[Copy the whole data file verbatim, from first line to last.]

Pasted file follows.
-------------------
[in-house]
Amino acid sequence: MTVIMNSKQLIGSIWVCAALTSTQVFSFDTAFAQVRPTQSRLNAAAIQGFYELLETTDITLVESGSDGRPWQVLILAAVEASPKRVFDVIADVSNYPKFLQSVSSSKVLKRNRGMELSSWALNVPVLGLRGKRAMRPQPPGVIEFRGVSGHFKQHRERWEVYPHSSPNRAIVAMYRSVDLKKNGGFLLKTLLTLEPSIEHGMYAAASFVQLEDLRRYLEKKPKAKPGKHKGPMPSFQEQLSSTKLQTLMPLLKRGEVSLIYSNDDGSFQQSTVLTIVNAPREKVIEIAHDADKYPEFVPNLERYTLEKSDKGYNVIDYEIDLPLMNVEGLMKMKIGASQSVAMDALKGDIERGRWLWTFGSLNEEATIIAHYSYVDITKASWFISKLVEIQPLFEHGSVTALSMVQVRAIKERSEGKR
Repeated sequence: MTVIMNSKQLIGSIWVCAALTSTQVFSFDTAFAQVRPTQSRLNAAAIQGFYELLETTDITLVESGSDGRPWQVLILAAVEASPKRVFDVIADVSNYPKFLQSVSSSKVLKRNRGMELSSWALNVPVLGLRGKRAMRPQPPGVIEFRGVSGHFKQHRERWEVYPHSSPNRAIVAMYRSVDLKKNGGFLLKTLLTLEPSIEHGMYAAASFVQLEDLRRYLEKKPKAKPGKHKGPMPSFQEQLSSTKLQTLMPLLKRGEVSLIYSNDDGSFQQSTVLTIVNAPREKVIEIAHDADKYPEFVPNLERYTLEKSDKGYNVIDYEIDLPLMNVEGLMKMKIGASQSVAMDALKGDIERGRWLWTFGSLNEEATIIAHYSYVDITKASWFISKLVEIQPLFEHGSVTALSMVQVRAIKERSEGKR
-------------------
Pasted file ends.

[in-house]
Amino acid sequence: MTVIMNSKQLIGSIWVCAALTSTQVFSFDTAFAQVRPTQSRLNAAAIQGFYELLETTDITLVESGSDGRPWQVLILAAVEASPKRVFDVIADVSNYPKFLQSVSSSKVLKRNRGMELSSWALNVPVLGLRGKRAMRPQPPGVIEFRGVSGHFKQHRERWEVYPHSSPNRAIVAMYRSVDLKKNGGFLLKTLLTLEPSIEHGMYAAASFVQLEDLRRYLEKKPKAKPGKHKGPMPSFQEQLSSTKLQTLMPLLKRGEVSLIYSNDDGSFQQSTVLTIVNAPREKVIEIAHDADKYPEFVPNLERYTLEKSDKGYNVIDYEIDLPLMNVEGLMKMKIGASQSVAMDALKGDIERGRWLWTFGSLNEEATIIAHYSYVDITKASWFISKLVEIQPLFEHGSVTALSMVQVRAIKERSEGKR
Repeated sequence: MTVIMNSKQLIGSIWVCAALTSTQVFSFDTAFAQVRPTQSRLNAAAIQGFYELLETTDITLVESGSDGRPWQVLILAAVEASPKRVFDVIADVSNYPKFLQSVSSSKVLKRNRGMELSSWALNVPVLGLRGKRAMRPQPPGVIEFRGVSGHFKQHRERWEVYPHSSPNRAIVAMYRSVDLKKNGGFLLKTLLTLEPSIEHGMYAAASFVQLEDLRRYLEKKPKAKPGKHKGPMPSFQEQLSSTKLQTLMPLLKRGEVSLIYSNDDGSFQQSTVLTIVNAPREKVIEIAHDADKYPEFVPNLERYTLEKSDKGYNVIDYEIDLPLMNVEGLMKMKIGASQSVAMDALKGDIERGRWLWTFGSLNEEATIIAHYSYVDITKASWFISKLVEIQPLFEHGSVTALSMVQVRAIKERSEGKR